Foraging Ethics

Merriwether’s Foraging Texas put something into words a million times better than I can. When you’re raised from a toddler doing something that your family has done for generations, there’s unspoken rules that are just part and parcel of how things are done. They don’t need qualification or even spoken out loud. So let’s see if I can say this without ripping off Merriwether completely and still get my point across.

The four simple rules of foraging:

#1 Respect the law. We’re in Texas. If you go trespassing on somebody’s land without permission, you’re likely to get shot. Simple as that. State parks are nature preserves that do not allow foraging without special permission. And this is a very good idea that I am all for. Not only do our state parks preserve some of the most beautiful and ecologically delicate portions of our great state, but imagine if you reserved a class out at Meridian to come see the morels. Paid $25 or more per person to get to see what they look like growing in the wild. Now one person comes along and picks a few, then another person, then another…. and how angry would you be come time for the class and they’re all gone because everybody coming through just took a couple. Leave the plants in the parks so we can all learn about them.

#2 Respect the land. Leave no trace is a lifestyle. When we go out in the woods, leave it better than you found it. Pack out your own trash and whatever you see.

#3 Respect the plant. When I’m going anywhere, I’m always paying attention to what is growing. I’m always building a mental map of what plants are growing where and I’m really good at remembering where they were years afterwards so I always know where to come back and pick them again in the future. Don’t pick the land clean. Always leave at least half to come back, and if it is rare, leave at least 90%. We want these plants to flourish so we can keep harvesting them. If you’re picking up persimmons or dewberries or other vital wildlife fodder, remember that the animals depend on these stores to keep them through the winter. Leave some for them. If you’re harvesting leaves, make clean cuts that are easy to heal. Don’t pull up the whole plant when you just want a few tender leaves. Be good stewards of the land. Don’t be in a hurry. Take your time and harvest what you need lightly across a wide area.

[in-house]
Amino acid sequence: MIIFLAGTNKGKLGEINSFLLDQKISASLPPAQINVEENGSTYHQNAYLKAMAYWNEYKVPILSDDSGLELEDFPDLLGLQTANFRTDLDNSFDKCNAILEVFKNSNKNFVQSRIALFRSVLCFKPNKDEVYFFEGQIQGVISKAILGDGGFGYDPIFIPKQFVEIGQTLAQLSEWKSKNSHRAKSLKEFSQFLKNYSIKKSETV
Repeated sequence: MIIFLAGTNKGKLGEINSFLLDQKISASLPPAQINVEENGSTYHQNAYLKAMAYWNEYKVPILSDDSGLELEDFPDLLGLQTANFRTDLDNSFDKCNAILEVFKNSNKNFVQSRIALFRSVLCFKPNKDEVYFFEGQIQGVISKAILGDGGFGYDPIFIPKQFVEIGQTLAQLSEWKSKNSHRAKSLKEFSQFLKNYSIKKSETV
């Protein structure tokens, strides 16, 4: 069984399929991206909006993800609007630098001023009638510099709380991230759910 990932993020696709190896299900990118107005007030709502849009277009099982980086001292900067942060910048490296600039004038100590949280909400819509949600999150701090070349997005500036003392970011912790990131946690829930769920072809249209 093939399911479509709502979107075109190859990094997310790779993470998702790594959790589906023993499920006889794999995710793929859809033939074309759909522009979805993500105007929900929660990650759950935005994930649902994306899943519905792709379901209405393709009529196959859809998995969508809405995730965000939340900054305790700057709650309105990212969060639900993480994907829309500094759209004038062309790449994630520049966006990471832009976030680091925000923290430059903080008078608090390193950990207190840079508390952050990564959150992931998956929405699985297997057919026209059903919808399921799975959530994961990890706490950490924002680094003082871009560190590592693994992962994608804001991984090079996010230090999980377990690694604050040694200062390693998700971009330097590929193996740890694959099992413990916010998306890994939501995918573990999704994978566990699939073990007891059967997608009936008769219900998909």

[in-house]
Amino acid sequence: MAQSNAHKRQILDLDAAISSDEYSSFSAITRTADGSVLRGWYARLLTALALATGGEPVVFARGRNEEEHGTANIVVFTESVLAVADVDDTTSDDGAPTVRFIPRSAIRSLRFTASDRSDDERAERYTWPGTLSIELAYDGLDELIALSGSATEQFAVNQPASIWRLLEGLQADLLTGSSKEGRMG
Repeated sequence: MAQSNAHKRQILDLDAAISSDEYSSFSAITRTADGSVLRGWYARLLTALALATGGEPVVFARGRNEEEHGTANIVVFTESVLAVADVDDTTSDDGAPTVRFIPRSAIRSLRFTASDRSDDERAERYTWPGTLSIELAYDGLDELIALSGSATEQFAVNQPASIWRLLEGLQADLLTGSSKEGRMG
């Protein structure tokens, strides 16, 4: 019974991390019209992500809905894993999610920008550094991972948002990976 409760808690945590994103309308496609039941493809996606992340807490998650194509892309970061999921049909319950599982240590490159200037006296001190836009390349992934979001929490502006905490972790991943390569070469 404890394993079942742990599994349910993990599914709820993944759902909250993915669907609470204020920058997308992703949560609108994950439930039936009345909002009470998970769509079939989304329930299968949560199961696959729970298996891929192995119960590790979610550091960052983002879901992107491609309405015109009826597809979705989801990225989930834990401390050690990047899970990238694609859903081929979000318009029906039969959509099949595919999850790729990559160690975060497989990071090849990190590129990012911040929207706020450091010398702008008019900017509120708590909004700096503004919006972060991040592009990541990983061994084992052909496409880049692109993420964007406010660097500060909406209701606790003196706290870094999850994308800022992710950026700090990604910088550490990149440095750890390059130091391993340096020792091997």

#4 Respect yourself.  Never harvest a plant you’re less than 100% positive on. If you’re not sure, take pictures, research, ask professionals. There’s a whole lot of plants out there that can make you sick or even kill if improperly handled. Be safe. Be aware of your surroundings. Be aware of where you’re stepping and don’t step on snakes or fire ants. Don’t be really bright like me and grab a branch and bring a yellow jacket nest down on your head. Twice. Pay attention. And also, pay attention to what pesticides or contaminates may be in the soil. Don’t harvest on railroad tracks or under power lines. They spray things to kill vegetation that you don’t want to ingest. Don’t harvest within 20′ of roads. Contamination from cars and gasoline and exhaust fumes and god only knows what else. Don’t harvest right up next to old homes built before the 70s that may have lead based paint that flaked off and leached into the soil. Don’t harvest next to sidewalks and heavy traffic areas – especially within reach of dogs due to parasites. Use common sense and pay attention to the area where you are harvesting. Before you reach to pick the plant, look around it in the environment and ask yourself if they’re spraying weed killer or what contaminates might be in the soil first. What could the plant be removing from the soil that you don’t want to consume?